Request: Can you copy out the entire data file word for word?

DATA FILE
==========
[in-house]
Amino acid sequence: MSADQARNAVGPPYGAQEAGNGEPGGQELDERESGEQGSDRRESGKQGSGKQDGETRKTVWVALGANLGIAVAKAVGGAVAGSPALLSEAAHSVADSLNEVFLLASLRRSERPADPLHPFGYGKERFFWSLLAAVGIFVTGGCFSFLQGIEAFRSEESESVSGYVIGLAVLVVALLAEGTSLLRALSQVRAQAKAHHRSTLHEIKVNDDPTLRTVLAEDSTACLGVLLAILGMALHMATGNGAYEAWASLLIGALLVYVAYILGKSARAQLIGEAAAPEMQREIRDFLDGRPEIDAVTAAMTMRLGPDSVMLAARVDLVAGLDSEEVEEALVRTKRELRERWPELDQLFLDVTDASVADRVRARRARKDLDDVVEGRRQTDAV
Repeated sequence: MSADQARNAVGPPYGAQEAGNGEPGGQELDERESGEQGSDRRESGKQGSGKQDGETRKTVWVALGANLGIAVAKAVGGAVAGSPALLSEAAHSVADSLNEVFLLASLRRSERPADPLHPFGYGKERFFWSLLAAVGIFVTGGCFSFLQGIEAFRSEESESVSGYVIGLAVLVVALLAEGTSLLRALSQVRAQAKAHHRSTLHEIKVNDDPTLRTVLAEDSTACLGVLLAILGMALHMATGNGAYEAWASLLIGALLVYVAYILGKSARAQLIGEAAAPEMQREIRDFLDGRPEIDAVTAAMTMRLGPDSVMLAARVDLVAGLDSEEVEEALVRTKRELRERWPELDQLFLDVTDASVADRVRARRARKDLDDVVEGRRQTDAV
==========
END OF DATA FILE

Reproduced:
[in-house]
Amino acid sequence: MSADQARNAVGPPYGAQEAGNGEPGGQELDERESGEQGSDRRESGKQGSGKQDGETRKTVWVALGANLGIAVAKAVGGAVAGSPALLSEAAHSVADSLNEVFLLASLRRSERPADPLHPFGYGKERFFWSLLAAVGIFVTGGCFSFLQGIEAFRSEESESVSGYVIGLAVLVVALLAEGTSLLRALSQVRAQAKAHHRSTLHEIKVNDDPTLRTVLAEDSTACLGVLLAILGMALHMATGNGAYEAWASLLIGALLVYVAYILGKSARAQLIGEAAAPEMQREIRDFLDGRPEIDAVTAAMTMRLGPDSVMLAARVDLVAGLDSEEVEEALVRTKRELRERWPELDQLFLDVTDASVADRVRARRARKDLDDVVEGRRQTDAV
Repeated sequence: MSADQARNAVGPPYGAQEAGNGEPGGQELDERESGEQGSDRRESGKQGSGKQDGETRKTVWVALGANLGIAVAKAVGGAVAGSPALLSEAAHSVADSLNEVFLLASLRRSERPADPLHPFGYGKERFFWSLLAAVGIFVTGGCFSFLQGIEAFRSEESESVSGYVIGLAVLVVALLAEGTSLLRALSQVRAQAKAHHRSTLHEIKVNDDPTLRTVLAEDSTACLGVLLAILGMALHMATGNGAYEAWASLLIGALLVYVAYILGKSARAQLIGEAAAPEMQREIRDFLDGRPEIDAVTAAMTMRLGPDSVMLAARVDLVAGLDSEEVEEALVRTKRELRERWPELDQLFLDVTDASVADRVRARRARKDLDDVVEGRRQTDAV